The brains, brawn and talent of the Production team created this classic for Theatre in the Park and all deserve recognition for their creativity, dedication, and ideas. The Production Team is:
Tiffany Schweigert, Director; LB, Choreographer; Jeremiah Birts, Assistant Choreographer; James Levy, Musical Director/Conductor; Fran Kapono-Kuzila, Costume Designer; Em Loper, Props Designer; John Hollan, Hair and Make-up Designer; Doug Schroeder, Scenic Designer; Sai Rupp, Lighting Designer; Tyler Nissen, Lead Lighting Designer; John Prokop, Sound Designer; Josh Koan, Lead Sound Designer; April Kobetz, Stage Manager; Toi Hunt-Beechner, Asst. Stage Manager; Emilie Christian, Asst. Stage Manager; Julie Fox, Child Coordinator; Sarah Peterson, Child Coordinator.
McKenna Neef presented a very good performance as Dorothy. She delivered a great vocal with “Over the Rainbow,” and she carried the show. Without a good, strong stage presence from Dorothy, the show is dull. Not so with this version. Jennifer Weiman voiced a beautiful Glinda the Good Witch. She possesses a clear soprano range that made the character light to fit the theme. There should have been more opportunity for these two characters to sing.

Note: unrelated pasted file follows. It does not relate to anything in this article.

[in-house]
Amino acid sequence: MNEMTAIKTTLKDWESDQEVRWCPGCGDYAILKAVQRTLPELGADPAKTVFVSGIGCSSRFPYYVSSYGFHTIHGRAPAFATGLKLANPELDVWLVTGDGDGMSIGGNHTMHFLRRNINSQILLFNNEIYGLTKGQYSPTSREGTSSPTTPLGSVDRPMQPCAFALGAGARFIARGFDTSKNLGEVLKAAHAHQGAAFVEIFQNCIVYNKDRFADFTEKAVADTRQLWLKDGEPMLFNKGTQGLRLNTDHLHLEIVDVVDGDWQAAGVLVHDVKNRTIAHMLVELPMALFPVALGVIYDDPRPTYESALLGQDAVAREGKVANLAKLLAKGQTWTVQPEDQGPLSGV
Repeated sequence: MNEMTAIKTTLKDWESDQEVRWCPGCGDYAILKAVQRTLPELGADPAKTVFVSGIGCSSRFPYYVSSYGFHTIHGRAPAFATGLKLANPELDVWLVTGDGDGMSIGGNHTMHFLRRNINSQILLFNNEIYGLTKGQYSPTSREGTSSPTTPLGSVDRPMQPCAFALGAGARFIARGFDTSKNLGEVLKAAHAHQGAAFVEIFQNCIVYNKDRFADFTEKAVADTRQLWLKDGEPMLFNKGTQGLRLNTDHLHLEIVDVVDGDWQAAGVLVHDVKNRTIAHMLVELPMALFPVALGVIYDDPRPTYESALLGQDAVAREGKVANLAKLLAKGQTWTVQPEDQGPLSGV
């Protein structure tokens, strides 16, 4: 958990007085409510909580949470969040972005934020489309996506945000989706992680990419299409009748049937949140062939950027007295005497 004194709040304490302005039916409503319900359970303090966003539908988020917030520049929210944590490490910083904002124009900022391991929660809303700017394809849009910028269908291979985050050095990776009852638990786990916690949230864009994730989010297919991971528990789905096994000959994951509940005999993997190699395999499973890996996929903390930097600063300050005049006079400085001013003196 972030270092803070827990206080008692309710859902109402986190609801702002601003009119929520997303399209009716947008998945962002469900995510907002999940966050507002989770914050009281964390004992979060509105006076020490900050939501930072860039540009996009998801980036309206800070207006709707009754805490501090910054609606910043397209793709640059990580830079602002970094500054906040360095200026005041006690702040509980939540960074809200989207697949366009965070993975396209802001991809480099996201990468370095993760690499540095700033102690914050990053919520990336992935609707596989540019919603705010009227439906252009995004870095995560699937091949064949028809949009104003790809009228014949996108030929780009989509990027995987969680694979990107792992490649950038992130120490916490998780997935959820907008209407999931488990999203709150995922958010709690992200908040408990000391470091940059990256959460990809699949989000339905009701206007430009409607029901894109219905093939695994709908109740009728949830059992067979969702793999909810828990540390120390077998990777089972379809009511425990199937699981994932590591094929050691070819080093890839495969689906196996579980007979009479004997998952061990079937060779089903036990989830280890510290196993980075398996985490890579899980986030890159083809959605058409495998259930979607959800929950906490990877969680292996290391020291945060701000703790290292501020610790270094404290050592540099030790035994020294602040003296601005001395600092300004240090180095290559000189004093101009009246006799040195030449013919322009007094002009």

Tom Nelson was the most animated of the escorts as the Scarecrow. Nelson’s strong voice stands out and then his movements as the wobbly-kneed man of straw makes him a crown favorite. David Thompson also has a strong voice, but his character focused more on his comedic delivery than his vocal talents. Thompson presented a child-friendly Lion with some fun, exaggerated
movements. Jacob Jackson delivered a lively Tinman that could sing and dance and tap. What a difference to see the Tinman breakout into a tap sequence. Great delivery given to the usually rusty part.
And then, there is the Wicked Witch of the West in all her green glory, magic flying broomstick, and her arsenal of spells and wickedness. Jennifer Coville abandoned her normal musical-comedy background to play the epitome of evil–the Wicked Witch of the West. She was green, mean-spirited, hateful, and hilarious. In the first part as Alvira Gulch coming on her bicycle to snatch and destroy Toto, she made known her meanness went to her core. As the Wicked Witch, she attempted to carry out her threats, but now focused on destroying Dorothy. Each of her scenes brought laughs of appreciation from the audience. Coville has found a new level for this role. Great work.
A special recognition needs to go to choreographer LB for great work getting that huge youth ensemble to move so well in time with the music. A large cast requires a lot fo dedication and the dedication paid well. The young members were together, focused, and well-rehearsed. The adult members of the cast did even better. The show moved and the dancing was strong.